The key to learning science is reflection, especially in a wicked world. While reflection after solving mathematical exercises is certainly helpful, it is much more important in a less structured and theoretical world. As you can see in the graph below, learning happens in four steps. Most university education focuses solely on the first one: absorbing information. If you were to go to a good university, you will likely be asked to transform your knowledge, that is connect to knowledge you have already and structure it in theoretical ways. In the best case, you even apply it by means of experimentation, for instance by producing code, working with real-world customers or building a product. However, the most important step comes afterwards: Once you’ve experimented or applied, how good has your work actually been? How well was it perceived and what can be optimised? Why can certain things be optimised in the first place? This brings us back to the absorbing information part, which will usually, as stated above when we looked at dynamic learning, be of completely new meaning to you.
It is much more useful to learn less content, but to apply and receive feedback from yourself and your peers than absorbing as much information as possible. Once we’ve started learning, we often get hyped on all the new knowledge and end up learning for the sake of learning. However, learning is only a means to an end, it prepares us for a real-world challenge and experimentation and reflection should follow as quickly as possible.
Only when reflecting will you notice that there is something you can do better. We thus invite you to reflect every week, not just on your work, but also on your attitudes and mindsets. We call this meta-reflection as you do not only reflect on what you build, but also on the builder, that is yourself, to render the builder more efficient. After you have completed EWOR, you will not only have acquired a new toolset, you will also be a different person.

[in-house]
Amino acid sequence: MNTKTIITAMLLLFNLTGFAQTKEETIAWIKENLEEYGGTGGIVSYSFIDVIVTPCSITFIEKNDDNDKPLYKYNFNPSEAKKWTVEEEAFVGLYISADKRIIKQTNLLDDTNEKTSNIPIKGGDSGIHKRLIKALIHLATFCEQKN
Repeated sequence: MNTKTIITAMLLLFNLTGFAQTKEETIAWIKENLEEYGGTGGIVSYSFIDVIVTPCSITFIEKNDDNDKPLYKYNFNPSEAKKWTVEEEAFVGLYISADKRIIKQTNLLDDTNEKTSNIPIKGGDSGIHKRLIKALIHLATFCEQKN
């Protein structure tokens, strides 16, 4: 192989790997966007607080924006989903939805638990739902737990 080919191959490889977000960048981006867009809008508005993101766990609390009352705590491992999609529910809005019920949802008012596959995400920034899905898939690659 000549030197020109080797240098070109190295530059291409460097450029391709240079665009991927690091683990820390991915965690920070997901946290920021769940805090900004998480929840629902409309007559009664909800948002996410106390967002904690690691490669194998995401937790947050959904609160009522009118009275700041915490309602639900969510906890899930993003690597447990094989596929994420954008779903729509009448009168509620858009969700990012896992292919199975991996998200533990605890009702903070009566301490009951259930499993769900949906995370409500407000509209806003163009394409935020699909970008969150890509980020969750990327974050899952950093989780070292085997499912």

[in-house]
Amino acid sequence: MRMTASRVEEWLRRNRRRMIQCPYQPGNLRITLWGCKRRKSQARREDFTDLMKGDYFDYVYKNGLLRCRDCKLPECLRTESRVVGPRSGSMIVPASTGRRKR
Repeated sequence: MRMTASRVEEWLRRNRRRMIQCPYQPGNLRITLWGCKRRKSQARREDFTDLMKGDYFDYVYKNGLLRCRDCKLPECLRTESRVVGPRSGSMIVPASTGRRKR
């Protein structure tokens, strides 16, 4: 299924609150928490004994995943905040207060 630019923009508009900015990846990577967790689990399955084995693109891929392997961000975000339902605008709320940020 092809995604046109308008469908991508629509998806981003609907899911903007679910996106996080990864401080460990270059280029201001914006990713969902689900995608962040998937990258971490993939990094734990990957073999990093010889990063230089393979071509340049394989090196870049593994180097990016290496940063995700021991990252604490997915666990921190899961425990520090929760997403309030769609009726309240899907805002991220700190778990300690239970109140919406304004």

3. Do Things the Hard Way
University education is geared towards learning for the short-term. Bulk-memorisation for exams is encouraged and may help you get a good grade, but it certainly doesn’t prepare you for the real world. There is plenty of research demonstrating the dangers of this.
One study tested whether monkeys performed better in a test when they got hints on a memorisation puzzle. Two groups had to memorise certain pictures and choose the right one of a selection of two. The first group of monkeys got hints on the picture when needed until all tasks were completed. The latter group did not get any hints at all and drastically outperformed the former group during the test day. (Epstein, 2019)
Another study on learning Spanish divided learners again in two groups: The first group learned vocabulary and was tested the same day. The second group was tested a month later. After eight years, both groups were tested on their retention and the latter group, which was tested a month later, retained 250% more vocabulary. (Epstein, 2019)